laming the Justice Department for an "unseemly delay" in ruling on the Texas redistricting plan, a three-judge federal panel today postponed congressional filing deadlines in Texas for a second time and held open the possibility that the May 1 primary election might have to be delayed.
U.S. Circuit Judge Sam Johnson's order, filed in the legal battle over the shape of new congressional districts in Texas, declared that the three-judge panel would draw new lines for the 27 districts as soon as possible, but blocked the state from holding any congressional elections until the court has implemented the new plan.
The Justice Department ruled last month that the plan approved by the Texas legislature last summer violated Section 5 of the Voting Rights Act by diluting the impact of Mexican Americans in two south Texas districts.
In his order, Johnson said the Justice Department had "substantially impeded" the panel's ability to function in a timely manner because it had not ruled for roughly 140 days after receiving information about the plan from the state.
"This impediment has been occasioned by the unseemly delay, inattention and inactivity of the office of the attorney general of the United States," he wrote.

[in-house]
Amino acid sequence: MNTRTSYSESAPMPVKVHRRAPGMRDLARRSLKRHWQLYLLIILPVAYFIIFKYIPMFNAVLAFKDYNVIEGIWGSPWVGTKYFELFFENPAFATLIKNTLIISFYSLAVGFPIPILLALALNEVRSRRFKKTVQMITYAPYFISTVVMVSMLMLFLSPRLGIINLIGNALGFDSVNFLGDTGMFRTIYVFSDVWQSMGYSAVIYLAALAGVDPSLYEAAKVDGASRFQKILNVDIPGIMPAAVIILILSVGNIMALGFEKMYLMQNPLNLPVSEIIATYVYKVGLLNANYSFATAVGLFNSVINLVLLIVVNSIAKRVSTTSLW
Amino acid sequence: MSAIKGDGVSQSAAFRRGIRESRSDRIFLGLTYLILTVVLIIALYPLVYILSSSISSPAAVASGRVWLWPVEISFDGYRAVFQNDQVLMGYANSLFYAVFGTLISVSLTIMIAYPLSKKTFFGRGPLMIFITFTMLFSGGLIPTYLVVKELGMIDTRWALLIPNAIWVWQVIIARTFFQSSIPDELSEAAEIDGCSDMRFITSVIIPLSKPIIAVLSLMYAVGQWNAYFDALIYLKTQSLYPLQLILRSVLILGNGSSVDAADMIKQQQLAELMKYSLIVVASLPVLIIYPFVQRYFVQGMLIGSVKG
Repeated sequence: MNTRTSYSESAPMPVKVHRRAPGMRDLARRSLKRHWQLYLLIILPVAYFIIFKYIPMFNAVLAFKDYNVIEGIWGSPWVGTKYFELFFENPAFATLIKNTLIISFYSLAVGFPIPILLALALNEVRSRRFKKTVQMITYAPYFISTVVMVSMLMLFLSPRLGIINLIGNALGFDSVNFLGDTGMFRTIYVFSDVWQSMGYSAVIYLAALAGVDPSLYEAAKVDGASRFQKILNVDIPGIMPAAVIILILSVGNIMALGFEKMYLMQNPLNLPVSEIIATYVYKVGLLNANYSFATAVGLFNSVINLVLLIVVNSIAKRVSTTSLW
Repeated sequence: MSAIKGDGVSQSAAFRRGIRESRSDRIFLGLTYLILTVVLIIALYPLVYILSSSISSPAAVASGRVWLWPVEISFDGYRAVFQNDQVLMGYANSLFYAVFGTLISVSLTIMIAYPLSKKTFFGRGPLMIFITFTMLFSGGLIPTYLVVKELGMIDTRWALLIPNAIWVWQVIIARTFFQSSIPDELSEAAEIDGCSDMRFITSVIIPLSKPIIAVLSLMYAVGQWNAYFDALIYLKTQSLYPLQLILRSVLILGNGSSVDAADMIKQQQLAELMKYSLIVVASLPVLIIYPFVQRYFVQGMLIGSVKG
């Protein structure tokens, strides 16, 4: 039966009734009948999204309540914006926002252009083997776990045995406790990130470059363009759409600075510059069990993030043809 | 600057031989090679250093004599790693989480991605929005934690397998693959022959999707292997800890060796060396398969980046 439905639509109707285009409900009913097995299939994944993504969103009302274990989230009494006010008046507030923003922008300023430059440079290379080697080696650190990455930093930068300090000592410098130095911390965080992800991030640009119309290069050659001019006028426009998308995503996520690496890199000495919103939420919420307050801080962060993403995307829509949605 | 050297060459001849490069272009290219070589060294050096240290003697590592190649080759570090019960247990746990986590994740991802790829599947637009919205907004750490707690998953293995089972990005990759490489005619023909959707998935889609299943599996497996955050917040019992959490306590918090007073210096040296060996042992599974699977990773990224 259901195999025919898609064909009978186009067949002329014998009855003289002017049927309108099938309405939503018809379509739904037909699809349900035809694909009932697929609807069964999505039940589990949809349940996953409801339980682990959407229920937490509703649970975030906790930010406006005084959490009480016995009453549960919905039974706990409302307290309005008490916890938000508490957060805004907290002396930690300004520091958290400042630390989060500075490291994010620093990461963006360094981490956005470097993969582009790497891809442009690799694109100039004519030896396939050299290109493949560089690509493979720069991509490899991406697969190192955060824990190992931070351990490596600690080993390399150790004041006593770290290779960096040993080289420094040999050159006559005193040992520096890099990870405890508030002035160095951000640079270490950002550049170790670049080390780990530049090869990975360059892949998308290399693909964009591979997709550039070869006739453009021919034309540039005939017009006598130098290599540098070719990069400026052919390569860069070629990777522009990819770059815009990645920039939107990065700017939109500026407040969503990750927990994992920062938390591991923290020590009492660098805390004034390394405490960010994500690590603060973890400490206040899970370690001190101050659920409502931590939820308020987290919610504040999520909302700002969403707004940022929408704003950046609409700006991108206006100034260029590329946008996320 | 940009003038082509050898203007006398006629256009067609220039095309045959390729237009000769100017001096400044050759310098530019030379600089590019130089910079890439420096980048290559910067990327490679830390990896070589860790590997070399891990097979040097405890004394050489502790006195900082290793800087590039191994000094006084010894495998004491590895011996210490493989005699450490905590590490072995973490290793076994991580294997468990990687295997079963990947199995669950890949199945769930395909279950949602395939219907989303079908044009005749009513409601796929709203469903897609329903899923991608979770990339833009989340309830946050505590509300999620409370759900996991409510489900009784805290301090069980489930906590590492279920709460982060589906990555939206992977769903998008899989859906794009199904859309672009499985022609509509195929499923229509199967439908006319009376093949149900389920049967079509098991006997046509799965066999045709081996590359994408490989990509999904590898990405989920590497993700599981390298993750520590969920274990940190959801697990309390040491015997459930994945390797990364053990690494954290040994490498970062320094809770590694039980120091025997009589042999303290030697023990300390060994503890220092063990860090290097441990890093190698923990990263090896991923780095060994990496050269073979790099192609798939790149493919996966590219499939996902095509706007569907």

Johnson gave candidates from 16 disputed districts until March 19 to file for office. Texas Secretary of State David Dean has said that March 19 is the latest possible filing deadline that would allow a May 1 primary. But officials in the Houston area contend that will not give them enough time to prepare ballots and give voters an opportunity to vote absentee, opening the way for a possible delay of the primary.
The Justice Department was asked last week by Texas Attorney General Mark White to reconsider its objection to the congressional plan.
Because of population growth, Texas gains three seats in the next Congress, for a total of 27. The plan drawn by the legislature last summer was beneficial to Republicans, who now hold five of the Texas delegation's 24 seats. Under the disputed plan, the Republicans could have gained two to four seats, according to Texas political experts.